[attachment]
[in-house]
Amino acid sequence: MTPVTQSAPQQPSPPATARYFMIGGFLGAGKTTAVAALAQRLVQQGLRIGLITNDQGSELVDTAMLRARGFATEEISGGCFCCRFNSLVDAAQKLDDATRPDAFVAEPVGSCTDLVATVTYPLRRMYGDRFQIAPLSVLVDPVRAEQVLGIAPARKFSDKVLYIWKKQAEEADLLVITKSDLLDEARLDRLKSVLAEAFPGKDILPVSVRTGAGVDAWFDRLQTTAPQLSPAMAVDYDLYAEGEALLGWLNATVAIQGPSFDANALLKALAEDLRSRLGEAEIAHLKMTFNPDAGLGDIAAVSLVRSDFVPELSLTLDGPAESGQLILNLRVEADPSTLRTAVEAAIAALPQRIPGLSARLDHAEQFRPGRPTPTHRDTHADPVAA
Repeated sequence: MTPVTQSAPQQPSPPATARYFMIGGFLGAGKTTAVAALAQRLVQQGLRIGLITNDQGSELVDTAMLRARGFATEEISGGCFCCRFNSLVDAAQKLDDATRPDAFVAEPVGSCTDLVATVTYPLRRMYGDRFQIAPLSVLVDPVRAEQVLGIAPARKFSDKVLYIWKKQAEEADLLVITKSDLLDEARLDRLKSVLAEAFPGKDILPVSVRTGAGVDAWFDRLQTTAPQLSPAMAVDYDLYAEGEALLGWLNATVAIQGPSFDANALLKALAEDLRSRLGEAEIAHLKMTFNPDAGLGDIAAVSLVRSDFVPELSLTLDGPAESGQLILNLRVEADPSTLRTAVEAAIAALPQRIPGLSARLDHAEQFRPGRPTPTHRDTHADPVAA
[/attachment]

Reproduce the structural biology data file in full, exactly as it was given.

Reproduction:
[in-house]
Amino acid sequence: MTPVTQSAPQQPSPPATARYFMIGGFLGAGKTTAVAALAQRLVQQGLRIGLITNDQGSELVDTAMLRARGFATEEISGGCFCCRFNSLVDAAQKLDDATRPDAFVAEPVGSCTDLVATVTYPLRRMYGDRFQIAPLSVLVDPVRAEQVLGIAPARKFSDKVLYIWKKQAEEADLLVITKSDLLDEARLDRLKSVLAEAFPGKDILPVSVRTGAGVDAWFDRLQTTAPQLSPAMAVDYDLYAEGEALLGWLNATVAIQGPSFDANALLKALAEDLRSRLGEAEIAHLKMTFNPDAGLGDIAAVSLVRSDFVPELSLTLDGPAESGQLILNLRVEADPSTLRTAVEAAIAALPQRIPGLSARLDHAEQFRPGRPTPTHRDTHADPVAA
Repeated sequence: MTPVTQSAPQQPSPPATARYFMIGGFLGAGKTTAVAALAQRLVQQGLRIGLITNDQGSELVDTAMLRARGFATEEISGGCFCCRFNSLVDAAQKLDDATRPDAFVAEPVGSCTDLVATVTYPLRRMYGDRFQIAPLSVLVDPVRAEQVLGIAPARKFSDKVLYIWKKQAEEADLLVITKSDLLDEARLDRLKSVLAEAFPGKDILPVSVRTGAGVDAWFDRLQTTAPQLSPAMAVDYDLYAEGEALLGWLNATVAIQGPSFDANALLKALAEDLRSRLGEAEIAHLKMTFNPDAGLGDIAAVSLVRSDFVPELSLTLDGPAESGQLILNLRVEADPSTLRTAVEAAIAALPQRIPGLSARLDHAEQFRPGRPTPTHRDTHADPVAA